Trust is the foundation of the Internet economy.
To ensure that trust, you need end-to-end security that can help protect every webpage your users visit, not just login pages and shopping carts.
Always On SSL is a fundamental, cost-effective security measure for websites that helps protect the entire user experience from start to finish, making it safer to search, share, and shop online.
Companies who are serious about protecting their customers and their business reputation will implement Always On SSL with SSL certificates from a trusted Certificate Authority. This basic, easy-to-implement security measure delivers authentication of the identity of the website and encrypts all information shared between the website and a user (including any cookies exchanged), protecting the data from unauthorized viewing, tampering, or use.
The Online Trust Alliance is calling for websites to adopt Always On SSL - some of the world’s most successful websites have successfully implemented it to protect against sidejacking and hacking through threats such as Firesheep and malicious code injection.1
The Need for Persistent Online Protection
As online attacks become more frequent and easier to execute, organizations around the world are under increasing scrutiny to ensure all online transactions involving confidential data are secure. Here are some of the specific challenges that organizations face today:
- Unsecured Wi-Fi and cookies are everywhere: Wi-Fi networks in public locations such as airports and coffee shops are often left open to facilitate use. Tools such as Firesheep have made it easier than ever to eavesdrop on unencrypted HTTP sessions, intercept users’ cookies, and steal the confidential information within the cookies to gain access to web services.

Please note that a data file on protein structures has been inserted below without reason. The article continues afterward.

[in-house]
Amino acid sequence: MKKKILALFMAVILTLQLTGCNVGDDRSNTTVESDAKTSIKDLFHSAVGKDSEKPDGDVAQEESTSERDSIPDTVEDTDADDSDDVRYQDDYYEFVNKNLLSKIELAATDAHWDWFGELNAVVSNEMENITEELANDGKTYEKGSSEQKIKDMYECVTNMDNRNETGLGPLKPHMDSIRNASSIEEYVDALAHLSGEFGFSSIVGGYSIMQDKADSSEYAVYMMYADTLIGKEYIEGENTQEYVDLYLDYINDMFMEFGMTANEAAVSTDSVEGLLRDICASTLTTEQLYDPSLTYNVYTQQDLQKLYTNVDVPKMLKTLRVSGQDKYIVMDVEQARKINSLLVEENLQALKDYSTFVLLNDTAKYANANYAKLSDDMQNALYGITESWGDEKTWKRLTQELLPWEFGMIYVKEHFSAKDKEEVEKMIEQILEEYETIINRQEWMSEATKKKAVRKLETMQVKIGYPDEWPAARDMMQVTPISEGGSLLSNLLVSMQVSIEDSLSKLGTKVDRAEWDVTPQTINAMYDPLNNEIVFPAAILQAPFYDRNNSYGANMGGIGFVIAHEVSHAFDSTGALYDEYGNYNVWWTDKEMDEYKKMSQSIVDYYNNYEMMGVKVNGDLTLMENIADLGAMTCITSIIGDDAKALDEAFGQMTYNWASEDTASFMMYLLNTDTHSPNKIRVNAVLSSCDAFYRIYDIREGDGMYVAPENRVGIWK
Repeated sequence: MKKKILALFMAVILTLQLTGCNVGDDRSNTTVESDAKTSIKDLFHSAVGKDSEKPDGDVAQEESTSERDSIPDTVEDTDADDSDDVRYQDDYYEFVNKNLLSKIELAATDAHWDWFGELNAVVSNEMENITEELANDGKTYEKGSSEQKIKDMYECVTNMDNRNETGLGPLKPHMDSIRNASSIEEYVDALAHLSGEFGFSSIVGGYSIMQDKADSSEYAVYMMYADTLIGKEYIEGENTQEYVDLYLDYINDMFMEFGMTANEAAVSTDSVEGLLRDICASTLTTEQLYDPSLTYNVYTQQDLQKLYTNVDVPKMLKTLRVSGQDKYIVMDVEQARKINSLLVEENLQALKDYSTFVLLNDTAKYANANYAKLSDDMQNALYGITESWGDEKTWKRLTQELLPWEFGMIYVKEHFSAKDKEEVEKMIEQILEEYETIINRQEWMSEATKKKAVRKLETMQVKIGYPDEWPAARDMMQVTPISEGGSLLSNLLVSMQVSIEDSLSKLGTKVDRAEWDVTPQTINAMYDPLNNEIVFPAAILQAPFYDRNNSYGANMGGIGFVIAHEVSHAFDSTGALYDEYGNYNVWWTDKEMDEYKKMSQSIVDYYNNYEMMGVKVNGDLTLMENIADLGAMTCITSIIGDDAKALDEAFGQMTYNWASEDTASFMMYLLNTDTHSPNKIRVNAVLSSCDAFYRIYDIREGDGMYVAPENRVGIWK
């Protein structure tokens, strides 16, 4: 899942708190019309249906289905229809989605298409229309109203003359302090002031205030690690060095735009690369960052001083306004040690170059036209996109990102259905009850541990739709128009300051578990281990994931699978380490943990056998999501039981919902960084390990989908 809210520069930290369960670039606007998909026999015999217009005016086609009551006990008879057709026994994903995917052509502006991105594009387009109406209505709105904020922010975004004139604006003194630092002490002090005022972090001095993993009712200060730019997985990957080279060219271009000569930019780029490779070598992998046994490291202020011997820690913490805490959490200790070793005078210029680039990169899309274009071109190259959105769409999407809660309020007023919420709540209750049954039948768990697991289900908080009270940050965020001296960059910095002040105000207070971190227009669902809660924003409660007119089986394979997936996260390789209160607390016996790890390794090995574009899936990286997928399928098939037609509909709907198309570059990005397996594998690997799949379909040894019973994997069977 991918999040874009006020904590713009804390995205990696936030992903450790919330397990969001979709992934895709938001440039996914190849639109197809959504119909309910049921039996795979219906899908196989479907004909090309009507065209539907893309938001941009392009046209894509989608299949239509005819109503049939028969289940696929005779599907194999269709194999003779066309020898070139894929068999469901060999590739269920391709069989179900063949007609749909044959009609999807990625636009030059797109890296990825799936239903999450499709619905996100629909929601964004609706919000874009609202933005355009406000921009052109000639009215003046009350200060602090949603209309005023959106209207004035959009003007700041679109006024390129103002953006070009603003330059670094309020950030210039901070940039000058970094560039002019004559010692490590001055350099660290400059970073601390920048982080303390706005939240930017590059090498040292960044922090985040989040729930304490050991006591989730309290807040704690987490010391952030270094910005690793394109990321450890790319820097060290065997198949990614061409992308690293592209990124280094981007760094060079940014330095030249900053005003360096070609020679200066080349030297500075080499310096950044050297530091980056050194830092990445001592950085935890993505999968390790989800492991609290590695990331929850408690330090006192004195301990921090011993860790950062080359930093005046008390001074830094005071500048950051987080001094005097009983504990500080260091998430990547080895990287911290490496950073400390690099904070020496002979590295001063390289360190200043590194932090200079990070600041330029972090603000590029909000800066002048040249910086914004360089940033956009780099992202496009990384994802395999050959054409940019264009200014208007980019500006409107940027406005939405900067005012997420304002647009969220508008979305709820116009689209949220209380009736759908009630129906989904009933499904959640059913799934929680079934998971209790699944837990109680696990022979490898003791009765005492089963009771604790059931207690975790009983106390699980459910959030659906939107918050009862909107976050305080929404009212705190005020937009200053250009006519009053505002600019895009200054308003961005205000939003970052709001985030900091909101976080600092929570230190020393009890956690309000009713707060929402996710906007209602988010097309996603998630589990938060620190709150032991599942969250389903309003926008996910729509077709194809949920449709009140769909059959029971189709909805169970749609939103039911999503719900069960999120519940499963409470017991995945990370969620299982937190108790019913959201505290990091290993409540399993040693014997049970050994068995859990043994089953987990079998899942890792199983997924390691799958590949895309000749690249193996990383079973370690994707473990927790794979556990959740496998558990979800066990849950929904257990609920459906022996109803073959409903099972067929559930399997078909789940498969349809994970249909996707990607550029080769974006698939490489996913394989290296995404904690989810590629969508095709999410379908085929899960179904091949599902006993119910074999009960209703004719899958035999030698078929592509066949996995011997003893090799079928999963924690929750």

- Government officials and privacy groups are pushing for companies to provide Always On SSL: In response to reports of SSL hacks, legislators have publically called on websites to expedite the transition to Always On SSL.2
- A single data breach can ruin your brand: The 2010 Annual Study: U.S. Cost of a Data Breach report, co-sponsored by the Ponemon Institute and Symantec, found that companies that suffer data breaches paid on average $7.2 million per breach and $214 per compromised data record.3 Lost business due to increased customer turnover accounted for 63 percent of total breach costs, meaning many current and future customers take their business elsewhere after a breach. An unsecured connection between an end user and a website may give a hacker the opening they need to inject malicious code designed to attack that site and its servers – an attack that could result in a data breach.